Hand washing prevents the flu, but Fraser Health employees have 87% hand hygiene compliance


Health care practitioners washing their hands is a step to staying healthy while working in hospitals. Photo by flickr user jar []

An influenza expert describes health care practitioners washing their hands during the flu season as an “obvious thing” that according to a recent report by Fraser Health, some employees aren’t following.

Recent report cards released by the health authority showed that across all 12 of their hospitals there was an average of 87 per cent compliance for hand hygiene. This number fluctuates between hospitals, with the highest compliance rate at Fraser Canyon Hospital with 97.6 per cent compliance, and the lowest at Royal Columbian Hospital, with 82 per cent compliance.

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The comparison of hand hygiene compliance by hospital according to the Fraser Health report card.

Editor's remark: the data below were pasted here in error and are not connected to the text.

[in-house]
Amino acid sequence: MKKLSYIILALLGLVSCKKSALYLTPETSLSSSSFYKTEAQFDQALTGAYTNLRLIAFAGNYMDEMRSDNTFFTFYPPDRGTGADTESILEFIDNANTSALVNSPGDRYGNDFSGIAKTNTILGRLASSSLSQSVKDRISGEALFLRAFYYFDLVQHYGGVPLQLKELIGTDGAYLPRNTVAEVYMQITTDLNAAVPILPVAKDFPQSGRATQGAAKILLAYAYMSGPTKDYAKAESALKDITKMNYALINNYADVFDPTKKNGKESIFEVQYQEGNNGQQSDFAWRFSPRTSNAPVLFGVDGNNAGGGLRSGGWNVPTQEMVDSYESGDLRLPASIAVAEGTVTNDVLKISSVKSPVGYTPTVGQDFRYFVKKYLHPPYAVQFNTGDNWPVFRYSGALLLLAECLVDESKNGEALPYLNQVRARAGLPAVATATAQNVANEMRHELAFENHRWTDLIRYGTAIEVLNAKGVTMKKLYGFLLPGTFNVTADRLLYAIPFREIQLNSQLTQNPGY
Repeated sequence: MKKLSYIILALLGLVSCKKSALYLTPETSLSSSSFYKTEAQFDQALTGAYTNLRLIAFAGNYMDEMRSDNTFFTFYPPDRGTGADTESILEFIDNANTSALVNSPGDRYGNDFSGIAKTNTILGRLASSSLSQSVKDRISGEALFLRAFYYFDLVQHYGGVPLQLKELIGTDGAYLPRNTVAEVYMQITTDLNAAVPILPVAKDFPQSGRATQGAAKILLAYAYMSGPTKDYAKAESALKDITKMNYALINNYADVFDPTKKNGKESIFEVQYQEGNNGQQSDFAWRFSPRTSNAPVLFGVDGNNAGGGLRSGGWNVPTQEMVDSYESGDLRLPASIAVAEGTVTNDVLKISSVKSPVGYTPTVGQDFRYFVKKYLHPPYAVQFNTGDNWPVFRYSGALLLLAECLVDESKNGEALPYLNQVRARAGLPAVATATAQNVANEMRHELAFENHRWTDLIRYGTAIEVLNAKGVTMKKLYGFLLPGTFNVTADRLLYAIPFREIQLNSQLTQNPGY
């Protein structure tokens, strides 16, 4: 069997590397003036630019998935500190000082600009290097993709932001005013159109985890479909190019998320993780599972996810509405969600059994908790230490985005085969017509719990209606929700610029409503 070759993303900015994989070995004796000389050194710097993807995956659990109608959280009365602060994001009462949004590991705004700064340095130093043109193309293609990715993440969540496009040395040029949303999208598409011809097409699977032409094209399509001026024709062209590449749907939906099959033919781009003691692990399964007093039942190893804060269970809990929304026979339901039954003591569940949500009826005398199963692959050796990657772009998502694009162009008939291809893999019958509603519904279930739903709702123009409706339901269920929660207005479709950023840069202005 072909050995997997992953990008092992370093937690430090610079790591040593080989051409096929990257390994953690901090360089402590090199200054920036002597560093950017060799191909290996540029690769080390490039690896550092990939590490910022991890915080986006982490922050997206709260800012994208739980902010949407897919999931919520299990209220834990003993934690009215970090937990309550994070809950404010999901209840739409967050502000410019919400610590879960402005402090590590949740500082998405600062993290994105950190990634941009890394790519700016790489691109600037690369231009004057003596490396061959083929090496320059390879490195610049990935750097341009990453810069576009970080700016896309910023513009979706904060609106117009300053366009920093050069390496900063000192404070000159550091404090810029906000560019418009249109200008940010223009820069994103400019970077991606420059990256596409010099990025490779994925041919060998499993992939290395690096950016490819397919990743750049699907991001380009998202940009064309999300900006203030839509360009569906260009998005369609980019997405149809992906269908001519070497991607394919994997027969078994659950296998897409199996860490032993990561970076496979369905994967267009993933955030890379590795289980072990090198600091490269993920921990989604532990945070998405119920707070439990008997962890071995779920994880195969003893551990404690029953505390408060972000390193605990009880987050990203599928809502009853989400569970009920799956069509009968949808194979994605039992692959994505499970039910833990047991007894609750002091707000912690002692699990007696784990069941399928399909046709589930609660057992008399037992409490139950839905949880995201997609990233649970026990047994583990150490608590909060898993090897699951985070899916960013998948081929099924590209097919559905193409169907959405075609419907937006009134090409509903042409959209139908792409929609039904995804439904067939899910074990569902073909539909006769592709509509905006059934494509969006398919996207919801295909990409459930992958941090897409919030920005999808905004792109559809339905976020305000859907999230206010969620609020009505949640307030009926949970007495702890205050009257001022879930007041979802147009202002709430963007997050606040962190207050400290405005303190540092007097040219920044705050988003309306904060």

Hand washing helps to avoid catching the flu

Christopher Upton, a professor in biochemistry and microbiology at the University of Victoria and expert in the influenza said he would have thought health care practitioners washing their hands 100 per cent of the time would be obvious.

“Anything you can do to avoid getting infected yourself or infecting other people is good. It’s kind of an obvious thing I would have thought,” Upton said.